Melissa agrees and adds, “I think the one thing we said when we started Mother Tongue is that we’re not here to say that we’re experts on motherhood. On the contrary, we’re interested in raising questions and having conversations. If there was something missing [in the media], it felt like everything was polarized, and part of that is fueled by social media, [where] everyone has to have this ‘take’. It has to be this side that you’re on, and everyone gets on that side or is against that side or whatever it is. We were interested in having conversations about womanhood, and motherhood within womanhood, and finding those gray areas where it is a little murky and there’s more questions than there are definitive answers. We were really thirsty for this—this womanhood motherhood conversation.”
With three print issues down and two years of the project under one’s belt, in which direction does Mother Tongue choose to grow? “The whole landscape is very different now, two years later…I think what was really interesting and is also our challenge is that this is a conversation that’s constantly evolving. How do we [share] this collective experience of mothers through the pandemic, how do we make that productive, and where does the conversation go next? It’s exciting in that sense because it is kind of like one way and then another, and then up and then down.”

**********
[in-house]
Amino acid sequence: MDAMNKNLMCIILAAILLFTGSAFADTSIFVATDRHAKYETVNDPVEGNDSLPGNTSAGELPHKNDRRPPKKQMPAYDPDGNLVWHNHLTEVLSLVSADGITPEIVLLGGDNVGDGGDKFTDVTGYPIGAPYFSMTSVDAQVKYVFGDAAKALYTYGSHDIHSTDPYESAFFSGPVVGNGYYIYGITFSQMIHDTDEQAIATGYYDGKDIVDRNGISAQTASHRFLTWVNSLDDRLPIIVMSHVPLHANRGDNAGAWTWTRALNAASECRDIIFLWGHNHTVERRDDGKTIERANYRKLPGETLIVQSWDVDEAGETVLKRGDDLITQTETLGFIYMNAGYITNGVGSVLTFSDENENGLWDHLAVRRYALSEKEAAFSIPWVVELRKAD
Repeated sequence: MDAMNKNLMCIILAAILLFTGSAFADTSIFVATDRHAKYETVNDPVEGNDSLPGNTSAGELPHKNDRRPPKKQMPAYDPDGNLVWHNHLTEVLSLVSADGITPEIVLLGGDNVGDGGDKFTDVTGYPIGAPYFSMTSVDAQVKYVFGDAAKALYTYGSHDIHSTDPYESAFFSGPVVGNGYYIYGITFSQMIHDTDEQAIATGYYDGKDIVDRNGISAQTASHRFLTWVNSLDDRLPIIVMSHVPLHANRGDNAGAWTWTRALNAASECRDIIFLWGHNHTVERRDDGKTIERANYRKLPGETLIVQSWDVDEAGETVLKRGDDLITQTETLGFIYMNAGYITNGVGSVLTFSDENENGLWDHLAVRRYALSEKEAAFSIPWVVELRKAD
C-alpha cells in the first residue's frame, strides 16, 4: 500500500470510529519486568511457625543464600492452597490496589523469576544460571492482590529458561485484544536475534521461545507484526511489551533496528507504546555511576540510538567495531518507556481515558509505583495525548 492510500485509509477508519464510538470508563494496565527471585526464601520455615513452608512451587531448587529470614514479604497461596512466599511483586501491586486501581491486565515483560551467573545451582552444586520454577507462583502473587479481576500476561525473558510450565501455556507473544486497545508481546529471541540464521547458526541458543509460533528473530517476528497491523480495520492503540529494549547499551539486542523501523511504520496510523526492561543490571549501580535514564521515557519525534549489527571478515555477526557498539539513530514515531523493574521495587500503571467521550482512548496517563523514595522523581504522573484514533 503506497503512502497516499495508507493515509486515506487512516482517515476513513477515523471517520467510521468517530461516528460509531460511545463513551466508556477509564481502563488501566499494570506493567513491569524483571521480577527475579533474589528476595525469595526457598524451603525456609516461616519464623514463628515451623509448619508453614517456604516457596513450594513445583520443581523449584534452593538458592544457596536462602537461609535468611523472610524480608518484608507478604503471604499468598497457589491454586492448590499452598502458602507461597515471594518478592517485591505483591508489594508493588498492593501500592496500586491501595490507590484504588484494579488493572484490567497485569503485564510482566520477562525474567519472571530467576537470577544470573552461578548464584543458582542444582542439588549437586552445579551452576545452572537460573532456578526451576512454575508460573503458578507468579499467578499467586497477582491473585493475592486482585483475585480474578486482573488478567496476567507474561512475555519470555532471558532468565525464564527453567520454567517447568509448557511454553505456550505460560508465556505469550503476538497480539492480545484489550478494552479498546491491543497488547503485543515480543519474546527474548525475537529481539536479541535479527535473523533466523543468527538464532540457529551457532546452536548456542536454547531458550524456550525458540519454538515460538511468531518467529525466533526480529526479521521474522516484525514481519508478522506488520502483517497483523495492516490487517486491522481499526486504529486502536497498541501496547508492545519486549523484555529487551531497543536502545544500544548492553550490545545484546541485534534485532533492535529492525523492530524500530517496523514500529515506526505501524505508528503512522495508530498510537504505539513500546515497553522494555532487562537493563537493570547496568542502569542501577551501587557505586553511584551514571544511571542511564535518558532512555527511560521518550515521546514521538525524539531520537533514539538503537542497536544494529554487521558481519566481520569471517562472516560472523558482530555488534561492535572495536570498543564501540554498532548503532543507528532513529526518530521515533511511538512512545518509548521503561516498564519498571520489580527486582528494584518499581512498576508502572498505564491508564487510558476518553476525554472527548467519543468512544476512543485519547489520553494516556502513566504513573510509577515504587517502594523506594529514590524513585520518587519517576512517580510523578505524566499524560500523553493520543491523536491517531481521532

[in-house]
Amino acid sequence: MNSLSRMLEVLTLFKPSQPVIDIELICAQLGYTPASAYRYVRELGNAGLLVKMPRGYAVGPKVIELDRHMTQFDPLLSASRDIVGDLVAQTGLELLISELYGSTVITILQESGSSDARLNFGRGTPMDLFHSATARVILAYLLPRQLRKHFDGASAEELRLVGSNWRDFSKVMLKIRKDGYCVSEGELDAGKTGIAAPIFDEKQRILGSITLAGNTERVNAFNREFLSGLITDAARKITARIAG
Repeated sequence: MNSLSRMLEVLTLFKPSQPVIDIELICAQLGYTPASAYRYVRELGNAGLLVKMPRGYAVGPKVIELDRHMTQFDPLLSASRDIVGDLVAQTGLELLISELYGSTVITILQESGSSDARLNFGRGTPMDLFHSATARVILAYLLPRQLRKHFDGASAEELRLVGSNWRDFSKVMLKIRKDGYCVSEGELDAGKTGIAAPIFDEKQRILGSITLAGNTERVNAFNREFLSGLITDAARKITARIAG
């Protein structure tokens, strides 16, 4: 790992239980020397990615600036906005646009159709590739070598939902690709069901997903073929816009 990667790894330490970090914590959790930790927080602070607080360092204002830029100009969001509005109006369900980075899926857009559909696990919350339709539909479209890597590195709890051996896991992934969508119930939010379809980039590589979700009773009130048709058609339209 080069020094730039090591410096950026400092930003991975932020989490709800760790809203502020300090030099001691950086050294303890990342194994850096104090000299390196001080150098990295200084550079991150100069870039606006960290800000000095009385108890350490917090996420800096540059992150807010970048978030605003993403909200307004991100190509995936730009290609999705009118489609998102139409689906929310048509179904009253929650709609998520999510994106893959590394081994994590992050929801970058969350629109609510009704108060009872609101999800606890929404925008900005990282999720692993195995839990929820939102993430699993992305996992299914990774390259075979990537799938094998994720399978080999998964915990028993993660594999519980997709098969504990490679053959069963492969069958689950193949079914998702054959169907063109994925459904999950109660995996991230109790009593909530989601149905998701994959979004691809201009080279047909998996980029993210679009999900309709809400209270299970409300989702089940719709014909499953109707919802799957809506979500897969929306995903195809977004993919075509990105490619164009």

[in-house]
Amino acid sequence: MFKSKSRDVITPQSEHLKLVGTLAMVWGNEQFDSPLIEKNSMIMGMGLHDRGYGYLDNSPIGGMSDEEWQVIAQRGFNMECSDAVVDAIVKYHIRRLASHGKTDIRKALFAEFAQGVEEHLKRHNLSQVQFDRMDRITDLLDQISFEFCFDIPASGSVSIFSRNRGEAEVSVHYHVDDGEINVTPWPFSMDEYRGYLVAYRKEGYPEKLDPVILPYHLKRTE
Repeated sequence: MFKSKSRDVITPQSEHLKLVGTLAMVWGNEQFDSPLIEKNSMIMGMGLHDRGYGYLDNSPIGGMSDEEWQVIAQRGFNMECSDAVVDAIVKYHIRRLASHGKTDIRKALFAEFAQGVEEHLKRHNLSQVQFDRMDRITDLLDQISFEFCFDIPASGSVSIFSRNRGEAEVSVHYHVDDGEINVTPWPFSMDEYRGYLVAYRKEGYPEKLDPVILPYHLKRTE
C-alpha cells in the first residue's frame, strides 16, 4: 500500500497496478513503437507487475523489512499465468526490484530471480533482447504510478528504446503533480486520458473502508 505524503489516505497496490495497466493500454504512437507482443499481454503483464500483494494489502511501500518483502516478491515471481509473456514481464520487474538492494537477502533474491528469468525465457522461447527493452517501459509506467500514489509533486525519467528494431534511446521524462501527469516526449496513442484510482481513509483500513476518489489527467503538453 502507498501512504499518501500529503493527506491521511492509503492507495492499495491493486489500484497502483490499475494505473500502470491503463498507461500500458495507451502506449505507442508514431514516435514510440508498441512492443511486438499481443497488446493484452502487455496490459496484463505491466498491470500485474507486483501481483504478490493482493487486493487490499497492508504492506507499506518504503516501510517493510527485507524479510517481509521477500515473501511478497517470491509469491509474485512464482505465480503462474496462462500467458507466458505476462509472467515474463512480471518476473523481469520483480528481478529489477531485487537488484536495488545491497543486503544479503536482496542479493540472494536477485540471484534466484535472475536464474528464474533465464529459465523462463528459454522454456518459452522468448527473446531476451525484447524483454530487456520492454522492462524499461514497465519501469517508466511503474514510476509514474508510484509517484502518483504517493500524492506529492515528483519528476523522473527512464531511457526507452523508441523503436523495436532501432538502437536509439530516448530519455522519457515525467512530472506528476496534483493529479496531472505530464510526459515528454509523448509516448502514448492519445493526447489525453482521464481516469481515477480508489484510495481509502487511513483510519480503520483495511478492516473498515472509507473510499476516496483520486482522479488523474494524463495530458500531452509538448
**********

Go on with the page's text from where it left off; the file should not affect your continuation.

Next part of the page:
Next on the list for Mother Tongue? In person events on both coasts. “[It] will be thrilling to meet people in person and have real conversations, not through a computer screen.” Both women are visibly excited by the thought.
Also, a limited edition t-shirt collaboration with I am a Voter, part of a campaign hoping to spur a larger turnout of mothers to the polls this November. “Of course moms are not a monolith—there are plenty of moms who disagree with each other about a lot of things—but we do fundamentally believe that there is so much that we have in common, and so much that we have at stake this November.” Melissa continues, “We’ve asked women that we admire to share why they are voting, why they believe it’s important to vote, and acknowledging that it’s not a perfect system, there are inequalities inherent in the voting system, and people do get tired of being told to vote when they feel like it’s not doing anything, or it’s not doing enough, but it’s still this really powerful tool of hope.”
“On a personal level, what I am looking forward to,” Natalia considers as her daughter, Luna, (who has made an appearance halfway through the call) fidgets in her lap, “is just the wonderful bliss of routine and the rare instances when that actually transpires as it’s supposed to. I think that is the eternal juggle of so many mothers everywhere, whether it’s here or somewhere else, is figuring out how to find a daily life where you have mental, intellectual, and emotional space for both your family, and your professional pursuits, and then hopefully a little bit left over for yourself. I think both Melissa and I are trying to get that more and more right as we make this project…and finding a way to do it that allows us to be many things at once.”
You can find Mother Tongue Issue 3 here.